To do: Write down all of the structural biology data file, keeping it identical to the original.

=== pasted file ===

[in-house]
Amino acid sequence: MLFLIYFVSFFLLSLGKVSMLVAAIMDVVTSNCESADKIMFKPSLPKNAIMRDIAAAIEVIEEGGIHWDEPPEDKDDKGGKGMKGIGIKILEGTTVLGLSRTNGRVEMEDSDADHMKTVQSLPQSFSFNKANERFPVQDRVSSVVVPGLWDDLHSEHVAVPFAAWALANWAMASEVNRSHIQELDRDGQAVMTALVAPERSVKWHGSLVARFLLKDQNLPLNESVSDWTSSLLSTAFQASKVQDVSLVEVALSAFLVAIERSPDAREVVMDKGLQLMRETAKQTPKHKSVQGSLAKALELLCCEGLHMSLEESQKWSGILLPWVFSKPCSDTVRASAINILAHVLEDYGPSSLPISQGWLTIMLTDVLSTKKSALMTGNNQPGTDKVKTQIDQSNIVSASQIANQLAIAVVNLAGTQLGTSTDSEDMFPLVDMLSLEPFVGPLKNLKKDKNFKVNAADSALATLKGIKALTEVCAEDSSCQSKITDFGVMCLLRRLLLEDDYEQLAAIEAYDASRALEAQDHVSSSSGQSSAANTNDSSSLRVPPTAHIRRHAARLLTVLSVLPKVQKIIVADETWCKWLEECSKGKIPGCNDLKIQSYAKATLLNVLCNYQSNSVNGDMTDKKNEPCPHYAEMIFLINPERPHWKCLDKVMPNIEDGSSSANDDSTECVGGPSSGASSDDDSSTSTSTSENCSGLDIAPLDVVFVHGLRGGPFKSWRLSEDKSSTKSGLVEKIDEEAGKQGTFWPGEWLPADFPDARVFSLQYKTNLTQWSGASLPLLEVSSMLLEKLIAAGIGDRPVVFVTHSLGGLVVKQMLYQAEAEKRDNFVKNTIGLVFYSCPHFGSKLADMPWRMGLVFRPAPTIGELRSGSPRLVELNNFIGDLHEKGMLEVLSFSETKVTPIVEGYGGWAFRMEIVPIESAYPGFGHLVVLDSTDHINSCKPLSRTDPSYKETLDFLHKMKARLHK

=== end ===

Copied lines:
[in-house]
Amino acid sequence: MLFLIYFVSFFLLSLGKVSMLVAAIMDVVTSNCESADKIMFKPSLPKNAIMRDIAAAIEVIEEGGIHWDEPPEDKDDKGGKGMKGIGIKILEGTTVLGLSRTNGRVEMEDSDADHMKTVQSLPQSFSFNKANERFPVQDRVSSVVVPGLWDDLHSEHVAVPFAAWALANWAMASEVNRSHIQELDRDGQAVMTALVAPERSVKWHGSLVARFLLKDQNLPLNESVSDWTSSLLSTAFQASKVQDVSLVEVALSAFLVAIERSPDAREVVMDKGLQLMRETAKQTPKHKSVQGSLAKALELLCCEGLHMSLEESQKWSGILLPWVFSKPCSDTVRASAINILAHVLEDYGPSSLPISQGWLTIMLTDVLSTKKSALMTGNNQPGTDKVKTQIDQSNIVSASQIANQLAIAVVNLAGTQLGTSTDSEDMFPLVDMLSLEPFVGPLKNLKKDKNFKVNAADSALATLKGIKALTEVCAEDSSCQSKITDFGVMCLLRRLLLEDDYEQLAAIEAYDASRALEAQDHVSSSSGQSSAANTNDSSSLRVPPTAHIRRHAARLLTVLSVLPKVQKIIVADETWCKWLEECSKGKIPGCNDLKIQSYAKATLLNVLCNYQSNSVNGDMTDKKNEPCPHYAEMIFLINPERPHWKCLDKVMPNIEDGSSSANDDSTECVGGPSSGASSDDDSSTSTSTSENCSGLDIAPLDVVFVHGLRGGPFKSWRLSEDKSSTKSGLVEKIDEEAGKQGTFWPGEWLPADFPDARVFSLQYKTNLTQWSGASLPLLEVSSMLLEKLIAAGIGDRPVVFVTHSLGGLVVKQMLYQAEAEKRDNFVKNTIGLVFYSCPHFGSKLADMPWRMGLVFRPAPTIGELRSGSPRLVELNNFIGDLHEKGMLEVLSFSETKVTPIVEGYGGWAFRMEIVPIESAYPGFGHLVVLDSTDHINSCKPLSRTDPSYKETLDFLHKMKARLHK